The Great American Road Trip II - 22 - Cliffhangers
We left the hotel a little before 11:00 and got on the road to Cortez, Colorado. We passed through more rock formations similar to Arches or Canyonlands, saw swirly grass patterns and passed by a tourist trap called "Hole in the Rock" (though there are a great many holes in rocks in that area of the country), and encountered a bit of road construction but not enough to slow us down considerably.
A bit after noon we entered Colorado, a state I've never been to before until today; we hit all of Colorado's surrounding states last trip. The scenery featured a bit more trees than the consistent scrub-brush of Utah, but was not all that different altogether. Within the hour we were in Cortez and turned to backtrack slightly along a 38-mile route to our first destination of the day: the Four Corners monument, the only place in the United States where four state corners meet. It's officially on an Indian reservation, so we paid the nominal fee to get in.
There were more people there than I had anticipated, but getting parked and walking to the monument (which is essentially a large circular plaque on the ground) was still easy. This means that this trip also features Arizona on the list of states/provinces - we got to 25 last year and we're aiming to get to at least that number this time. (So far, we're at an even 20, so I don't think getting to 25 will be a problem.)
(Side note: roads through Indian reservations are generally not very good. They're bumpy - as if the asphalt was poured directly on top of the terrain sans grading - and feature an insane amount of potholes. It always seems to be like this and I don't know why. We did run into road repainting - something the road very much did not need!)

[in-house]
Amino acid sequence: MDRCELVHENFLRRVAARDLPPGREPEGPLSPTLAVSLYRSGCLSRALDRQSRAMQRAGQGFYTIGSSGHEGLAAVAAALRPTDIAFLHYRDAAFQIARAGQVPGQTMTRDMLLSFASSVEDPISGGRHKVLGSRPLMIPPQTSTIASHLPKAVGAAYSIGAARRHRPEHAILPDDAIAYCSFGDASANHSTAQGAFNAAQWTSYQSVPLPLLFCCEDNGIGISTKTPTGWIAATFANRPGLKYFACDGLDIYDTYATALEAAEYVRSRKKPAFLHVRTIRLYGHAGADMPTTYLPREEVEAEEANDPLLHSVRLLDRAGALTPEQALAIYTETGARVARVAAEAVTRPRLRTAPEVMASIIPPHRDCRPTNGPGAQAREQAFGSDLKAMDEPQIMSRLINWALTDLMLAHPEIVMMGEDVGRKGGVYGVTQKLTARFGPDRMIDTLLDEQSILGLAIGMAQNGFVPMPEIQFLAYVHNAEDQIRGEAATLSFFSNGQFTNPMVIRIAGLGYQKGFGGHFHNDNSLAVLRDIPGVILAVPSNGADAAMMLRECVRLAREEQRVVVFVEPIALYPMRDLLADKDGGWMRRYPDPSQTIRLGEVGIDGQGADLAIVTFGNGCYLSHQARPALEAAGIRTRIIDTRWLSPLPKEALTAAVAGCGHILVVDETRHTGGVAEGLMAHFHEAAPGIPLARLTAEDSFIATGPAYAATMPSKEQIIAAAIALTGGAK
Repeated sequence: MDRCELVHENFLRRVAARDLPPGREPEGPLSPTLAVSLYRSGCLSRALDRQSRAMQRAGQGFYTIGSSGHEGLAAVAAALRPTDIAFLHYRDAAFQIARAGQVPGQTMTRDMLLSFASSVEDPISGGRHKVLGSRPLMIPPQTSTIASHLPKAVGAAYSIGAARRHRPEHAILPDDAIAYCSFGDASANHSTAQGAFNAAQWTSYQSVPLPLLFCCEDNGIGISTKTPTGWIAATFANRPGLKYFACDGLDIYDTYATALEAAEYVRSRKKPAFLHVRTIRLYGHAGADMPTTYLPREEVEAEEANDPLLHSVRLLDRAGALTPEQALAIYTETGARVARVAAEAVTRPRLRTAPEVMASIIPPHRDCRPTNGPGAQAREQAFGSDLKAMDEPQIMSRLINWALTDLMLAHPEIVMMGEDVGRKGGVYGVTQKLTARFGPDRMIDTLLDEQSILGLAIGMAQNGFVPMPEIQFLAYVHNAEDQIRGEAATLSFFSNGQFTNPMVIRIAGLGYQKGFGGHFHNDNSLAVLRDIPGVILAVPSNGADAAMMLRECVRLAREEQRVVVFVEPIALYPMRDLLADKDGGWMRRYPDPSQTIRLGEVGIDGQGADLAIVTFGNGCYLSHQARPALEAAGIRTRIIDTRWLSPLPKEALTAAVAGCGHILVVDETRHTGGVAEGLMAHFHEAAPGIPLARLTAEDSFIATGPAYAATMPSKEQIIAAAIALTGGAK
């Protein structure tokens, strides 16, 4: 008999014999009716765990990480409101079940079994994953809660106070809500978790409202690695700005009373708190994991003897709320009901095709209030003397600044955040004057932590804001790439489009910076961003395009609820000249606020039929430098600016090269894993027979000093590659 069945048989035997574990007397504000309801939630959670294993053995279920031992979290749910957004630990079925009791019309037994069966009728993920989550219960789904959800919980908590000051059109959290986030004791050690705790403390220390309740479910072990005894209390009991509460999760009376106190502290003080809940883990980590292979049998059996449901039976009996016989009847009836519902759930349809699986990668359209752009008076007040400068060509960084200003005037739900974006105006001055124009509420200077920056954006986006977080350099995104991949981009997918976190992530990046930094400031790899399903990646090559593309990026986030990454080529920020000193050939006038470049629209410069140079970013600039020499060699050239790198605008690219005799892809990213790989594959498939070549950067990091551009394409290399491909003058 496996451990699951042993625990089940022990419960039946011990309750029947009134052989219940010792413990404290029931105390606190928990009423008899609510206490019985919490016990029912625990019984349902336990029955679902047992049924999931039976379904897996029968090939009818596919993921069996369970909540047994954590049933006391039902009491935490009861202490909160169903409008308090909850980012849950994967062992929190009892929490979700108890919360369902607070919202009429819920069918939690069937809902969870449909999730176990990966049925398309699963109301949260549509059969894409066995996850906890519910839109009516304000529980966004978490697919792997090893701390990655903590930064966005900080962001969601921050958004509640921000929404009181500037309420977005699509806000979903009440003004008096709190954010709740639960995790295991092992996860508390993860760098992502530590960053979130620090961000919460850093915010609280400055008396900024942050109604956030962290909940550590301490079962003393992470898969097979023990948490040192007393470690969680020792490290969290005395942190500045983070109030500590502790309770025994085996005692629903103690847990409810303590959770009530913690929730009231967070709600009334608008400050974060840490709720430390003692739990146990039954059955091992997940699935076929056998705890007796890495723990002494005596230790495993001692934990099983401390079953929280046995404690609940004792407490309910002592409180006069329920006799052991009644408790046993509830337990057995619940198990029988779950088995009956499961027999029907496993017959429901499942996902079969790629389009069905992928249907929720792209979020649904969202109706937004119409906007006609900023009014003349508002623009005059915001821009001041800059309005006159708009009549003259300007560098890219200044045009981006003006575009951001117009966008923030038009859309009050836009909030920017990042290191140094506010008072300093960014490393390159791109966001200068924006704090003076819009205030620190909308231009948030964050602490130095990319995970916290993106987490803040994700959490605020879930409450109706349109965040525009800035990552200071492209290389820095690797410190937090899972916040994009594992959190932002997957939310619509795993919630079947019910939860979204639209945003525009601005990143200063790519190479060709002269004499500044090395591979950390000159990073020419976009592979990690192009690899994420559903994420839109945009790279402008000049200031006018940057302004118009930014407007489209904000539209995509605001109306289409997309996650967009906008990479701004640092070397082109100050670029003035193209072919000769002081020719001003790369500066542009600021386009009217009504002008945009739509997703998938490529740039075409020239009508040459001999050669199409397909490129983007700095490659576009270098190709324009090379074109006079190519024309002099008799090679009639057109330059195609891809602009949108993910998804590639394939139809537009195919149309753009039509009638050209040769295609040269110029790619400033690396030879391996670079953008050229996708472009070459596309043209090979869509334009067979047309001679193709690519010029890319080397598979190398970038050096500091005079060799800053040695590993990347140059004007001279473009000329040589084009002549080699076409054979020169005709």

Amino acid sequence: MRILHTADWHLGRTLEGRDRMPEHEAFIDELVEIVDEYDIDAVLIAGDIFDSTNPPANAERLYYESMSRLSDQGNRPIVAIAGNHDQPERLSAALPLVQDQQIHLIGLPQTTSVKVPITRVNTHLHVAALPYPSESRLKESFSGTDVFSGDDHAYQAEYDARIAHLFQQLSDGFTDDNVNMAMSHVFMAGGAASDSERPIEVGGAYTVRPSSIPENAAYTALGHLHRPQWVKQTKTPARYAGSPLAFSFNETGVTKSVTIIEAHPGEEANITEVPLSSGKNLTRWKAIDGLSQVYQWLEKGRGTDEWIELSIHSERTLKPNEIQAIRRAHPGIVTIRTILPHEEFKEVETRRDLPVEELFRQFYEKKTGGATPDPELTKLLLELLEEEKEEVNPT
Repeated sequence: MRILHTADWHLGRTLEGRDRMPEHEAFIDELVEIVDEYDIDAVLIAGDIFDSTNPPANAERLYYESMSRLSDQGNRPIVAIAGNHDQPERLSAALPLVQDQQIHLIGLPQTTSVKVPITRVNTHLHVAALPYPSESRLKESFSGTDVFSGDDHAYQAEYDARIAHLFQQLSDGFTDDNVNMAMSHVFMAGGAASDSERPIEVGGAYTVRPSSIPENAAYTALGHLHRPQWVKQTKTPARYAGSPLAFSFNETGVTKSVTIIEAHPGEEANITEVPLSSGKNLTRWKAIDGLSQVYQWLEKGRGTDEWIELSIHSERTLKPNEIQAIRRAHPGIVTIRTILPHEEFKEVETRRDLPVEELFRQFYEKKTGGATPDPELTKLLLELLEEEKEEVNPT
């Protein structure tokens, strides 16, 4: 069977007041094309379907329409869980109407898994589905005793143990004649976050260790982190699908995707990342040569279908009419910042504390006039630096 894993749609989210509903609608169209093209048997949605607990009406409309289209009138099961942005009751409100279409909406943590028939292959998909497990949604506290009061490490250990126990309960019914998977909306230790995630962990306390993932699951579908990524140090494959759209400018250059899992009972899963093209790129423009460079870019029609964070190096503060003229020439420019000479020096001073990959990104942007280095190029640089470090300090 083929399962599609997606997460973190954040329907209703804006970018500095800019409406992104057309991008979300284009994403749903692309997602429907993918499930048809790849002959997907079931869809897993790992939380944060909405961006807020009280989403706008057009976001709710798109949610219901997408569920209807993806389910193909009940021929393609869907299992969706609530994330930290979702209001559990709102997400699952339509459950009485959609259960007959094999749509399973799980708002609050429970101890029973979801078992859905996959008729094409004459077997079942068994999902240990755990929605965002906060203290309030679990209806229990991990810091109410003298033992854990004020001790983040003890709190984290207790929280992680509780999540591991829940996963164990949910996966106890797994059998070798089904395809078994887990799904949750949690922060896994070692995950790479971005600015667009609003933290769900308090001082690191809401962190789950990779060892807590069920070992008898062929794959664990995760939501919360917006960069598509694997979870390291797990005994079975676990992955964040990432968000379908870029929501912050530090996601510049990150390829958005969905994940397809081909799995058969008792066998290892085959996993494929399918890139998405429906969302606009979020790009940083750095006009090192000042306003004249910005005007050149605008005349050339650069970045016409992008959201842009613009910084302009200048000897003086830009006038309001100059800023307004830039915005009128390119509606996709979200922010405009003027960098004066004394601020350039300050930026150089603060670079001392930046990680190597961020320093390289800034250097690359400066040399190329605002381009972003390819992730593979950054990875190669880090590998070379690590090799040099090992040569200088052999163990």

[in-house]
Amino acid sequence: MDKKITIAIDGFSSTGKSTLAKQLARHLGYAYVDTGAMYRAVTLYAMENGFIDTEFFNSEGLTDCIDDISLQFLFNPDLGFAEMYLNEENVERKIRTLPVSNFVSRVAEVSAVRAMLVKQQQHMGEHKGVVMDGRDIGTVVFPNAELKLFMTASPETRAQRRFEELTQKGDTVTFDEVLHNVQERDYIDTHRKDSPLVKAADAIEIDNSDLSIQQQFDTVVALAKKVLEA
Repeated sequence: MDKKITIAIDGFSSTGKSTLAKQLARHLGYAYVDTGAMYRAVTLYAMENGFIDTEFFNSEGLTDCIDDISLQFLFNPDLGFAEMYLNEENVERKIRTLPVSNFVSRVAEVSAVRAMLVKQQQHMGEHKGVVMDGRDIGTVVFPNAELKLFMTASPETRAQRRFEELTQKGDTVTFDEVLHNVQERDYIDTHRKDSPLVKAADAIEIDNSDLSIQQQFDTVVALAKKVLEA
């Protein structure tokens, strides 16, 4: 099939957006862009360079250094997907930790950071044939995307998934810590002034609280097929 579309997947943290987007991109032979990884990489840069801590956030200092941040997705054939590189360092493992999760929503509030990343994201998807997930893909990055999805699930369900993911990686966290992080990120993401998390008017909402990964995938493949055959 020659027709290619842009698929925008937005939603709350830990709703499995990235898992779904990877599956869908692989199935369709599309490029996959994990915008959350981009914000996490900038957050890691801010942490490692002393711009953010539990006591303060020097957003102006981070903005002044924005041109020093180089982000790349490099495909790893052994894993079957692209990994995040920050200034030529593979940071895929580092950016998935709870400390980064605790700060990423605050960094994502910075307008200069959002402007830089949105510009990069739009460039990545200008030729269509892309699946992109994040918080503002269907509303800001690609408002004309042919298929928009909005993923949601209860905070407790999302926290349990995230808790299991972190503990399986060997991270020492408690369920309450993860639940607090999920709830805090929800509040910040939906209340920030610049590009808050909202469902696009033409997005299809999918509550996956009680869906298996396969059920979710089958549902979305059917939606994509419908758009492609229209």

While our route did not take us to the official borders of Monument Valley, we got near there enough to see rock formations similar to what is found there. After Arches, though, I'm not sure what much Monument Valley has that could be better.
We went back to Cortez, as that was the only way in and out that did not involve even more desolate roads than the ones we traversed. We finally found the Colorado welcome center, which, I have to say, is the worst welcome center I've ever seen. It was clean and all, but they simply do not make it easy to find. The sign is practically camouflage and there are no road signs to point it out. However, they did not, for some reason, have an official Colorado road map. I don't understand why - they're a freaking welcome center. What welcome center doesn't have maps?